Photo courtesy of University of Utah Wallace Stegner Gallery
“The West does not need to explore its myths much further,” wrote Wallace Stegner in a 1964 essay, “it has already relied on them too long.”
Since our last presidential election, we’ve all learned that hope can sometimes be an audacious thing. Yet, long before the audacity of hope, there was Wallace Stegner’s “geography of hope,” the American West. To Stegner, the West truly was the last best place, so long as Westerners were able to take a good, hard look at themselves and see it as such. Too often, according to Stegner, this was not the case. In truth, no other Western writer, before or since, has influenced the literary landscape as thoroughly as Stegner, who was a novelist, historian, environmentalist and teacher. His students included Barry Lopez, Wendell Berry, Ivan Doig, Larry McMurtry, Terry Tempest Williams and Ken Kesey. He won almost every prize a writer could win, including a Pulitzer and a National Book Award. His legacy remains a powerful one and his words about the future of Western literature—some sixteen years after his death—remain unerringly prescient.
The centennial of his birthday last week marked as good a time as any to revisit Stegner’s legacy, and his words on Western literature.
“Though each of the several Wests has developed its own kinds of vulgarity, ugliness, and social injustice,” Stegner wrote in a 1964 Atlantic essay (“Born a Square: The Westerner’s Dilemma”), “none of these is yet rank enough to stink out the scent of prairie flowers and sagebrush in which we began.”
The paradox seems typically Stegnerian. In the same essay he wrote that the Western writer (as distinguished from the writer of “Westerners”) is trapped by his or her “squareness” in a peculiar box. Getting out—finding an audience and a way of writing—has its own difficulties. The box is booby-trapped at one end because the West doesn’t give the writer an adequate intellectual and artistic tradition within which to work. It’s booby-trapped at the other end because the artistic and intellectual traditions that lie outside the region—and might offer a substitute—are inconsistent with the experience of the West and potentially destructive to the writer’s art. To escape the dilemma, Stegner urges writers to go away from the West, if only to become aware of the West’s cultural and intellectual limitations and then look back to the West without becoming lost in its history or myths, or too carried away by its scenic landscapes.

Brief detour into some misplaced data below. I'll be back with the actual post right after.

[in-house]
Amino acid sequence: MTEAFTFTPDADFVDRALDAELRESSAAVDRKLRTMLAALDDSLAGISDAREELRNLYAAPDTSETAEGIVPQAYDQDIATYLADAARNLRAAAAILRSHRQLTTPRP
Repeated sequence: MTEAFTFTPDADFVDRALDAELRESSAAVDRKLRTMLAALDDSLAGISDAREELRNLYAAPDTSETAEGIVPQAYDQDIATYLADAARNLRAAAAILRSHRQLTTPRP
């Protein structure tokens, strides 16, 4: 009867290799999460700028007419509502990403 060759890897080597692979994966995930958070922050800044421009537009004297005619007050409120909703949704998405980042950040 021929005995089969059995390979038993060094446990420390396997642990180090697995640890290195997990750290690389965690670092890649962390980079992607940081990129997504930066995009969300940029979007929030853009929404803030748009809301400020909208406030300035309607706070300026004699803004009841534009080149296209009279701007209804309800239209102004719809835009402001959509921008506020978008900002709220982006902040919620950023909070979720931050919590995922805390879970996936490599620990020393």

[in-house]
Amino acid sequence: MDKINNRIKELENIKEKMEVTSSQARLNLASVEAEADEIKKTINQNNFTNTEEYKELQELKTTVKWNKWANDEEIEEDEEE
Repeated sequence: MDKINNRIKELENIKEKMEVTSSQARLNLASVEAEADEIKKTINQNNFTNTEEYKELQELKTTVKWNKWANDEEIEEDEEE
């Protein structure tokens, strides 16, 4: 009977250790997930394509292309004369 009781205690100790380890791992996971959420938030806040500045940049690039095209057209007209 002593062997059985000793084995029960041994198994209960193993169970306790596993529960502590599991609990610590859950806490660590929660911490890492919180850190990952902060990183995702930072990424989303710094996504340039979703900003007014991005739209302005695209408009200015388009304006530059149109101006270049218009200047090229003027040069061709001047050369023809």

“The West does not need to explore its myths much further,” Stegner wrote in the same essay, “it has already relied on them too long. It has no future in exploiting its setting either, for too consistently it has tried to substitute scenery for a society. All it has to do is to be itself at the most responsible pitch, to take a hard look at itself and acknowledge some things that the myths have consistently obscured—been used to obscure. The West is politically reactionary and exploitative: admit it. The West as a whole is guilty of inexplicable crimes against the land: admit that too. The West is ruthless, culturally half-baked. So be it.”
While an argument can be made that the West has caught up culturally in the last half decade, it may also be said that Western literature in general, and perhaps some of Montana’s in particular, remains too mired in the mythology of the West. While those myths continue to inspire writers for any number of reasons—and perhaps should, as writer and scientist Jeffrey Lockwood argued in these very pages (see “Cowboy Up: Why the West needs its mythic figures now more than ever”), it can also be said that Western writers continue to overly romanticize the last best place.
The danger of an over-mythologized Western literature, at least according to Stegner, was a literature so deeply rooted in the past, its present was forgotten. The past can be, and often has been for Western writers, a sanctuary. The danger of constant return to the past, however, is that a literature may become self-congratulatory instead of self-revealing. For Stegner, the future of a Western literature was a past inseparable from the present: “Until some Westerner manages to do for his part of the West what Faulkner did for Mississippi and discovers a usable continuity between past and present, Western literature is going to stay mired in the past.”
While he criticized the West for its literary weaknesses, and while we might still learn from these criticisms, we might also learn from his love for the West: “Let us remember [the West’s] strength: It is the New World’s last chance to be something better, the only American society still malleable enough to be formed.”
Just as there are plenty of reasons why Western writers still find their subject in the myths, there are more—and perhaps better—reasons why writers who flock westward still need to heed Stegner’s advice. Hope seems to be the word of the era right now and in Stegner’s “geography of hope” the Western writer might find a connection between past and present: “If [the Western writer] lived and wrote his convictions,” wrote Stegner, “he could show the hopeless where hope comes from...This is not exhortation, neither is it prophecy. It is only, since I am from the West and incorrigible, hope.”